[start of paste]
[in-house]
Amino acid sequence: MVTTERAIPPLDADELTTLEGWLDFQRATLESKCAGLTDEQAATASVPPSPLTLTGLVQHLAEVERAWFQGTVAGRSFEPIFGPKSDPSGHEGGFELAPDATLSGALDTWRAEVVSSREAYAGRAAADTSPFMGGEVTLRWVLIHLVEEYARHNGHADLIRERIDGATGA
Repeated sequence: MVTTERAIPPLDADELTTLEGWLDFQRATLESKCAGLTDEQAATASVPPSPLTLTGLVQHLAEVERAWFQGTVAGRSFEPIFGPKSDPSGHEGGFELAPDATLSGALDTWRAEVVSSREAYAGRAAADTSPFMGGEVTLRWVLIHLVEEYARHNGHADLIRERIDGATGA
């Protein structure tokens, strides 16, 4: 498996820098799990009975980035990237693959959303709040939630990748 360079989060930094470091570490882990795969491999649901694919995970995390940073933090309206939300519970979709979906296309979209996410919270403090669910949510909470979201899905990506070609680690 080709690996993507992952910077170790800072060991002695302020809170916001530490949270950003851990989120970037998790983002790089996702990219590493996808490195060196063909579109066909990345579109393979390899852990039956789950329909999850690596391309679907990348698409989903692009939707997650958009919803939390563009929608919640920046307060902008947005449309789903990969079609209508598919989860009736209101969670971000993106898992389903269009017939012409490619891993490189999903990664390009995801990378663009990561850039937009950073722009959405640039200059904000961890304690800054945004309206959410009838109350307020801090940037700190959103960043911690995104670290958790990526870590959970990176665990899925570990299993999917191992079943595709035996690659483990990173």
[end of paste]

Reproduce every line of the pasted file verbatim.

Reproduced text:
[in-house]
Amino acid sequence: MVTTERAIPPLDADELTTLEGWLDFQRATLESKCAGLTDEQAATASVPPSPLTLTGLVQHLAEVERAWFQGTVAGRSFEPIFGPKSDPSGHEGGFELAPDATLSGALDTWRAEVVSSREAYAGRAAADTSPFMGGEVTLRWVLIHLVEEYARHNGHADLIRERIDGATGA
Repeated sequence: MVTTERAIPPLDADELTTLEGWLDFQRATLESKCAGLTDEQAATASVPPSPLTLTGLVQHLAEVERAWFQGTVAGRSFEPIFGPKSDPSGHEGGFELAPDATLSGALDTWRAEVVSSREAYAGRAAADTSPFMGGEVTLRWVLIHLVEEYARHNGHADLIRERIDGATGA
């Protein structure tokens, strides 16, 4: 498996820098799990009975980035990237693959959303709040939630990748 360079989060930094470091570490882990795969491999649901694919995970995390940073933090309206939300519970979709979906296309979209996410919270403090669910949510909470979201899905990506070609680690 080709690996993507992952910077170790800072060991002695302020809170916001530490949270950003851990989120970037998790983002790089996702990219590493996808490195060196063909579109066909990345579109393979390899852990039956789950329909999850690596391309679907990348698409989903692009939707997650958009919803939390563009929608919640920046307060902008947005449309789903990969079609209508598919989860009736209101969670971000993106898992389903269009017939012409490619891993490189999903990664390009995801990378663009990561850039937009950073722009959405640039200059904000961890304690800054945004309206959410009838109350307020801090940037700190959103960043911690995104670290958790990526870590959970990176665990899925570990299993999917191992079943595709035996690659483990990173």